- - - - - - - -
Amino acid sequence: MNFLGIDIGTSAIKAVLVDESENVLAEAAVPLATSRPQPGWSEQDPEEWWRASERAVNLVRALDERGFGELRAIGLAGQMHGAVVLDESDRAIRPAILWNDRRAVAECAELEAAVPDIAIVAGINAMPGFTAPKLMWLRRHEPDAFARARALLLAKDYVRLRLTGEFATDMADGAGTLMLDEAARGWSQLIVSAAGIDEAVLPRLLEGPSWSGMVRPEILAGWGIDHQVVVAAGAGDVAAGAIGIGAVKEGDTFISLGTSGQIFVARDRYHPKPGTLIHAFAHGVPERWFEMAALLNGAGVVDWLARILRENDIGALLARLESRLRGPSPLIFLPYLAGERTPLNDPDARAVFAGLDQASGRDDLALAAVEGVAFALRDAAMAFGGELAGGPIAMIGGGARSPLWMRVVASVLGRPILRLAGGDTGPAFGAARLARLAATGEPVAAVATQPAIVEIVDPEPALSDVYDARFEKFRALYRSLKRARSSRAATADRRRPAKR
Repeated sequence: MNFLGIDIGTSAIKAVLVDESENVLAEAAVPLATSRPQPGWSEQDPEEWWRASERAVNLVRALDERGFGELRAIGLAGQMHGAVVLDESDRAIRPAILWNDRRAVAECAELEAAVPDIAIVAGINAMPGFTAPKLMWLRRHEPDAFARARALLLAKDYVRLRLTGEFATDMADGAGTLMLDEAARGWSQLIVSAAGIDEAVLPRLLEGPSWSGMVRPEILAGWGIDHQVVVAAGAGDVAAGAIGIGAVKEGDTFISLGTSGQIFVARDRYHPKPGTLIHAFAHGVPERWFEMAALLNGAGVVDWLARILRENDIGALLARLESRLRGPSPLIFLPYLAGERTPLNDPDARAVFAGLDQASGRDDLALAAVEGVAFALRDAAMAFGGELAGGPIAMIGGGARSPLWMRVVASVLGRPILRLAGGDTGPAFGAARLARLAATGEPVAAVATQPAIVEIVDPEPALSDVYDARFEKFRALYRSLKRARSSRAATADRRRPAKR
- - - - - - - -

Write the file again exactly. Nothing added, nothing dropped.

Amino acid sequence: MNFLGIDIGTSAIKAVLVDESENVLAEAAVPLATSRPQPGWSEQDPEEWWRASERAVNLVRALDERGFGELRAIGLAGQMHGAVVLDESDRAIRPAILWNDRRAVAECAELEAAVPDIAIVAGINAMPGFTAPKLMWLRRHEPDAFARARALLLAKDYVRLRLTGEFATDMADGAGTLMLDEAARGWSQLIVSAAGIDEAVLPRLLEGPSWSGMVRPEILAGWGIDHQVVVAAGAGDVAAGAIGIGAVKEGDTFISLGTSGQIFVARDRYHPKPGTLIHAFAHGVPERWFEMAALLNGAGVVDWLARILRENDIGALLARLESRLRGPSPLIFLPYLAGERTPLNDPDARAVFAGLDQASGRDDLALAAVEGVAFALRDAAMAFGGELAGGPIAMIGGGARSPLWMRVVASVLGRPILRLAGGDTGPAFGAARLARLAATGEPVAAVATQPAIVEIVDPEPALSDVYDARFEKFRALYRSLKRARSSRAATADRRRPAKR
Repeated sequence: MNFLGIDIGTSAIKAVLVDESENVLAEAAVPLATSRPQPGWSEQDPEEWWRASERAVNLVRALDERGFGELRAIGLAGQMHGAVVLDESDRAIRPAILWNDRRAVAECAELEAAVPDIAIVAGINAMPGFTAPKLMWLRRHEPDAFARARALLLAKDYVRLRLTGEFATDMADGAGTLMLDEAARGWSQLIVSAAGIDEAVLPRLLEGPSWSGMVRPEILAGWGIDHQVVVAAGAGDVAAGAIGIGAVKEGDTFISLGTSGQIFVARDRYHPKPGTLIHAFAHGVPERWFEMAALLNGAGVVDWLARILRENDIGALLARLESRLRGPSPLIFLPYLAGERTPLNDPDARAVFAGLDQASGRDDLALAAVEGVAFALRDAAMAFGGELAGGPIAMIGGGARSPLWMRVVASVLGRPILRLAGGDTGPAFGAARLARLAATGEPVAAVATQPAIVEIVDPEPALSDVYDARFEKFRALYRSLKRARSSRAATADRRRPAKR